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Second law of thermodynamics

  1. Jun 7, 2006 #1
    can the second law of thermodynamics be defied? in other words, can mother nature be fooled somehow? have we (homo sapiens) accomplished such a thing with religion? for example, the seventh day of the week is nothing but a positive entropy change from sunset to sunset. can we somehow use that positive entropy change to defy the positive entropy change of the first six days of the week?

    "if you observe a system in which the entropy appears to decrease, you can be sure that somewhere there is a change in the entropy of the environment large enough to make the total entropy change positive." (physics by resnick, halliday, and krane, 4th ed. p 585)

    can we somehow change this statement? for example,

    if you observe the first six days of the week in which the entropy appears to decrease, you can be sure that there is a change in the entropy of the seventh day large enough to make the total entropy change positive.

    i am searching for something, but it is like searching for a needle in a hay stack.

    i need some feedback, criticism, and exchange of ideas regarding this new thread. thank you. :smile:
     
  2. jcsd
  3. Jun 7, 2006 #2

    Gokul43201

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    The thing with science is that it can not address human misperceptions of nature, so it really doesn't have anything to say about entropy "appearing to decrease", other than "I'm sorry Francisco, but your measurement is probably wrong".

    It's actually like searching for an elephant in a haystack. A very large elephant...in a very small haystack.

    If the elephant were there, someone would have been bound to see it.
     
  4. Jun 7, 2006 #3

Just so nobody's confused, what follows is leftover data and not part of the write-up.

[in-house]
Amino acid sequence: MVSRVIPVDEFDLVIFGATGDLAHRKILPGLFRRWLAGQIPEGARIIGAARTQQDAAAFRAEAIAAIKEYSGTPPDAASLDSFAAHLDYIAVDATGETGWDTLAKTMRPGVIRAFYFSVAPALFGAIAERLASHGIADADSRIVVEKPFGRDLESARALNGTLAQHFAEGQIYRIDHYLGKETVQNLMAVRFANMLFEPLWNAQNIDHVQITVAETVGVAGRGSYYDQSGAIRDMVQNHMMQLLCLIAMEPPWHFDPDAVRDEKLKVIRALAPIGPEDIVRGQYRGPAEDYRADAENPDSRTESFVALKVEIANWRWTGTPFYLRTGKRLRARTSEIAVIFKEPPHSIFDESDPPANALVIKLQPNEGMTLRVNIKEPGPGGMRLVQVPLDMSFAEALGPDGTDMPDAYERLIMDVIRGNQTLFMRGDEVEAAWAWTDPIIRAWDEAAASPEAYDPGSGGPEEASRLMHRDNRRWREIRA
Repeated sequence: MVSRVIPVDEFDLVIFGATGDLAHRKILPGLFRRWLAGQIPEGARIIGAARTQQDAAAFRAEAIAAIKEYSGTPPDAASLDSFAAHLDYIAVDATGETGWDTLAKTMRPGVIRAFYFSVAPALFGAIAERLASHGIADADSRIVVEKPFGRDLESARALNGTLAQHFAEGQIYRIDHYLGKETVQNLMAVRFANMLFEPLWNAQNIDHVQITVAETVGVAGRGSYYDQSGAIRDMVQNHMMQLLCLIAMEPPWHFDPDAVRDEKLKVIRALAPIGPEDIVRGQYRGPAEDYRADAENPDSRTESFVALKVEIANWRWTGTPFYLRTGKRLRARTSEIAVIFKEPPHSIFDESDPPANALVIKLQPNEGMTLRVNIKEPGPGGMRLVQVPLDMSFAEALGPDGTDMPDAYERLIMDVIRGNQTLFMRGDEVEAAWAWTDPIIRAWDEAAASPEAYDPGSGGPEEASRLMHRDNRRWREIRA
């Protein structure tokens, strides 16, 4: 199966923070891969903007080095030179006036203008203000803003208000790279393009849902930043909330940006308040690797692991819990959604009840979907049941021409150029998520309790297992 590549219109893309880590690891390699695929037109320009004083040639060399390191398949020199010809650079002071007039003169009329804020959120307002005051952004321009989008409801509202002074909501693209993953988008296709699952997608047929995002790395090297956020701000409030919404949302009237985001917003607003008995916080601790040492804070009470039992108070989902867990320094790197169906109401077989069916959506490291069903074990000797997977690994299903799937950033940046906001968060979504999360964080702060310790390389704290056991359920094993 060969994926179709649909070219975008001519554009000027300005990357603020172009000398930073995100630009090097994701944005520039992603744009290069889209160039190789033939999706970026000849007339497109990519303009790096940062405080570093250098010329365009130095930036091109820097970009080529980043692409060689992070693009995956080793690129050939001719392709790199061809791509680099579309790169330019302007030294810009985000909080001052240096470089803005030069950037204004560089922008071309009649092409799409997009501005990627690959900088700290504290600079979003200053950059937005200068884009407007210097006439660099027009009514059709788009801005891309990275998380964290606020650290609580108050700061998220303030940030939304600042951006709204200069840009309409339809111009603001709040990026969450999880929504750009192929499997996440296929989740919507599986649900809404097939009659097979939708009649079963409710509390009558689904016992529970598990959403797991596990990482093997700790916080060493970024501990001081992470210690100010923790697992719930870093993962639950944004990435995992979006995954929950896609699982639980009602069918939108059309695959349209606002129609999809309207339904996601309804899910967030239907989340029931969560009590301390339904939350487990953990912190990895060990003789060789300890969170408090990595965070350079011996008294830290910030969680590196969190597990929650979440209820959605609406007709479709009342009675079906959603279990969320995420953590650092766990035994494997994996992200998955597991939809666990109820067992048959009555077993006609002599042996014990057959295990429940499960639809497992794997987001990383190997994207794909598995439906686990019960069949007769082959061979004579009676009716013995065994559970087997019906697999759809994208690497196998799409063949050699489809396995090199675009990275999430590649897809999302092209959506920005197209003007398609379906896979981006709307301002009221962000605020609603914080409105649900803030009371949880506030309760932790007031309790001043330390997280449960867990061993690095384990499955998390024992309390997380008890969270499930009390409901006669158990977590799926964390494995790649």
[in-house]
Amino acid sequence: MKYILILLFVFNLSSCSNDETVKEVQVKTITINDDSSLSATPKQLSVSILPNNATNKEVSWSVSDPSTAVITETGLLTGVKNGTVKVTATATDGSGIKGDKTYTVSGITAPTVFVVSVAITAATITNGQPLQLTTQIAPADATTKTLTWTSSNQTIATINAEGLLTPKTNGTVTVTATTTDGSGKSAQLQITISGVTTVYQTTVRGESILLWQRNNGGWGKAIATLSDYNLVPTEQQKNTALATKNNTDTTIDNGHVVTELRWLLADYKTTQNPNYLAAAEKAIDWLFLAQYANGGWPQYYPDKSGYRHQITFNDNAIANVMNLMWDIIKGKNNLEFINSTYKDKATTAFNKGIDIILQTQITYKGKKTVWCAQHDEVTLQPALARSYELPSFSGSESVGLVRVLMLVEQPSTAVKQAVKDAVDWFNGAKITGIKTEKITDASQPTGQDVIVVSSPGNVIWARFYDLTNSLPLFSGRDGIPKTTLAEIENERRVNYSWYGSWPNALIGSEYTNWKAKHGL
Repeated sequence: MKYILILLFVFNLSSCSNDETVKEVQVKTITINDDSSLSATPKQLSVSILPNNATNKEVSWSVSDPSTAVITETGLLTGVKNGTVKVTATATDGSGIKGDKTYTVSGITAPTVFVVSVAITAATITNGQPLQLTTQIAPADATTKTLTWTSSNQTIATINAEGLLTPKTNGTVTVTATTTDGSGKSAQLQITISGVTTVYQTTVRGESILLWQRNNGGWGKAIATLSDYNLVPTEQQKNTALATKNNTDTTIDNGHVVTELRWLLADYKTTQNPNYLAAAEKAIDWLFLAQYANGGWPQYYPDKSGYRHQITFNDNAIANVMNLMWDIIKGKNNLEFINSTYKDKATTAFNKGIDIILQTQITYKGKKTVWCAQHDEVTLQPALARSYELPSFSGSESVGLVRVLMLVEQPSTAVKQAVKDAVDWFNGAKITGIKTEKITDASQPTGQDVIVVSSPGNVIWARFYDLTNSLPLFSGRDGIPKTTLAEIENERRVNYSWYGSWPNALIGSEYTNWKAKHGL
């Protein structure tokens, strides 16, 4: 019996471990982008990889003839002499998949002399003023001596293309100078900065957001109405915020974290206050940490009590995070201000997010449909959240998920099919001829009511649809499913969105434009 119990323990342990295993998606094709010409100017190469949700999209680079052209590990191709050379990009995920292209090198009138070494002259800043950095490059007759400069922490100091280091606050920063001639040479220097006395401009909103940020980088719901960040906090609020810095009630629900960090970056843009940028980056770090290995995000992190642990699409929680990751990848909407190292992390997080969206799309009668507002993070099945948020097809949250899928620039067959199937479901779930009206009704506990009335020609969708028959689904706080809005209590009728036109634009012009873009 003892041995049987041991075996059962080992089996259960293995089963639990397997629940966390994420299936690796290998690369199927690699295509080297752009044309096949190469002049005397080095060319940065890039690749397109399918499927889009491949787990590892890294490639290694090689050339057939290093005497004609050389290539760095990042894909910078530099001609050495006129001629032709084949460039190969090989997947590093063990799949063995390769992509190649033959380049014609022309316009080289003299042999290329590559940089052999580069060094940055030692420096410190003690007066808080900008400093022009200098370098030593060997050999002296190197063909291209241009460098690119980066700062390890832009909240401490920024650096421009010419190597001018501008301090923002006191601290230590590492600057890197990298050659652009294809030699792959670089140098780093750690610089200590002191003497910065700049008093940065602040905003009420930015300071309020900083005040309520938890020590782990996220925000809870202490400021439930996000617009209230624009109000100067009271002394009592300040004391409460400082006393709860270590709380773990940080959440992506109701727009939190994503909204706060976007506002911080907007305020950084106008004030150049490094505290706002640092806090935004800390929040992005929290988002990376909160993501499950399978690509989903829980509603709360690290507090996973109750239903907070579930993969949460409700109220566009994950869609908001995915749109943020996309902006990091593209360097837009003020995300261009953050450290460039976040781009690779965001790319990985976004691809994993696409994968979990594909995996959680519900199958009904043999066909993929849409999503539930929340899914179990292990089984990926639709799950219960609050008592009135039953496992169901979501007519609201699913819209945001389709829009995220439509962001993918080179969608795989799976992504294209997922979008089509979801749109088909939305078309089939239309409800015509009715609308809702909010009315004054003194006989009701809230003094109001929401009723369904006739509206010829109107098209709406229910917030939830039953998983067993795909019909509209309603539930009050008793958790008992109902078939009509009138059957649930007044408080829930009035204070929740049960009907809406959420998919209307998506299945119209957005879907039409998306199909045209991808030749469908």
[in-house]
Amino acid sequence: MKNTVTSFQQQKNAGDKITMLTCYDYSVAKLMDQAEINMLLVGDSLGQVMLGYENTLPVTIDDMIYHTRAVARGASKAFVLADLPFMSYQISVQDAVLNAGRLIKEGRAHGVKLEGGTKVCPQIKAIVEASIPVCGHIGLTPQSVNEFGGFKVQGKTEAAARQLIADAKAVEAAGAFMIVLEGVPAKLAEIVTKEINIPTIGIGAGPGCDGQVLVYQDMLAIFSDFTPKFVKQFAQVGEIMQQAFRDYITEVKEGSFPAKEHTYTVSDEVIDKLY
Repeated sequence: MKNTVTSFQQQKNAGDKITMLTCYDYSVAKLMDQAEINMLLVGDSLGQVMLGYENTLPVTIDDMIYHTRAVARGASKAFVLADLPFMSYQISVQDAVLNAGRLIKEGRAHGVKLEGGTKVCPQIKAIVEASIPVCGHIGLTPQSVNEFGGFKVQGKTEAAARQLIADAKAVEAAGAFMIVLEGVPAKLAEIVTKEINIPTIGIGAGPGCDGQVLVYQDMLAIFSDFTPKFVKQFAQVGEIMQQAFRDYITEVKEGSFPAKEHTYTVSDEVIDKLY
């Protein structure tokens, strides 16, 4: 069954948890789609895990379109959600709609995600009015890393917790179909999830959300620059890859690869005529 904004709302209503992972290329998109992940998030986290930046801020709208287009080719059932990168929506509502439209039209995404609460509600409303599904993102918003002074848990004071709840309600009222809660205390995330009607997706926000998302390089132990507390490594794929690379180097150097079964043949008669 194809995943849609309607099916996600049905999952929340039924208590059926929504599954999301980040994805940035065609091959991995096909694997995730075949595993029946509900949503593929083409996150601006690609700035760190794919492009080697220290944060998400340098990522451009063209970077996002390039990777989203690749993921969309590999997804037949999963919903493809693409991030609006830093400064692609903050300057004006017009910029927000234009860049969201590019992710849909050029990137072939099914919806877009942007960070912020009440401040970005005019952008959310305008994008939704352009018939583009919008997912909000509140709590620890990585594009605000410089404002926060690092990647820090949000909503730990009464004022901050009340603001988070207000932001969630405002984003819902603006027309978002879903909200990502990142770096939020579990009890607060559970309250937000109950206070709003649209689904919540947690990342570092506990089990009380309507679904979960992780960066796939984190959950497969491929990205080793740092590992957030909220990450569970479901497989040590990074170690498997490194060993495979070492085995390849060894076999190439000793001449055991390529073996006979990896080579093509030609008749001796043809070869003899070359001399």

rcgldr

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    Maybe someone can explain this. A lot of human activity, such as construction, seperation of chemicals, and reproduction ... seem to be decreasing entropy. Where's the "waste" product of these activities to compensate and result in an overall increase of entropy?
     
  5. Jun 7, 2006 #4

    vanesch

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    In short, no you can't. If you observe the first six days of the week a decrease in entropy (AND YOU ARE SURE THAT YOU HAVEN'T FORGOTTEN A CONTRIBUTION SOMEWHERE), then you've falsified the second law of thermodynamics.

    If you observe apples fall up from an apple tree, and you're sure it is gravity which does so (and not some joker with some nylon wire, say), then you've falsified Newton's theory of gravity.

    The point is that nobody has ever witnessed a decrease of entropy during six days. That's why we still think that the second law of thermodynamics is valid. We have had (and have more and more :biggrin: ) people who THOUGHT that they witnessed a decrease in entropy during six days, but that's simply because they forgot to take all contributions into account.
    A common example is "human constructive activity", or "life" or...

    The second law doesn't say that entropy has to increase EVERYWHERE. You can have a decrease here, on the condition that you have SIMULTANEOUSLY an increase elsewhere. The most common increase is the photon flux: low-entropy photons (high-energy, such as visible light) from the sun IN, high-entropy photons (low energy, thermal infrared radiation) OUT. It's our main "absorber of entropy".
    Anything that contributed in this transformation can have a local decrease in entropy (such as a growing plant) because it is set of by the increase in entropy in the photon flux.
     
  6. Jun 7, 2006 #5

    Gokul43201

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    Vanesch, he does not conjecture that you observe an absolute decrease but only an apparent[/i] decrease.
     
  7. Jun 7, 2006 #6

    vanesch

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    Ah. Well, then there is an apparent violation of the second law :biggrin:
     
  8. Jun 7, 2006 #7

    LURCH

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    My biology textbook in highschool defined life as the ability to reverse entropy (however innefficiently or temporarily). so in that sense, entropy can be reversed within a system, but only at the expanse of increased entropy outside (but somehow connected to) that system.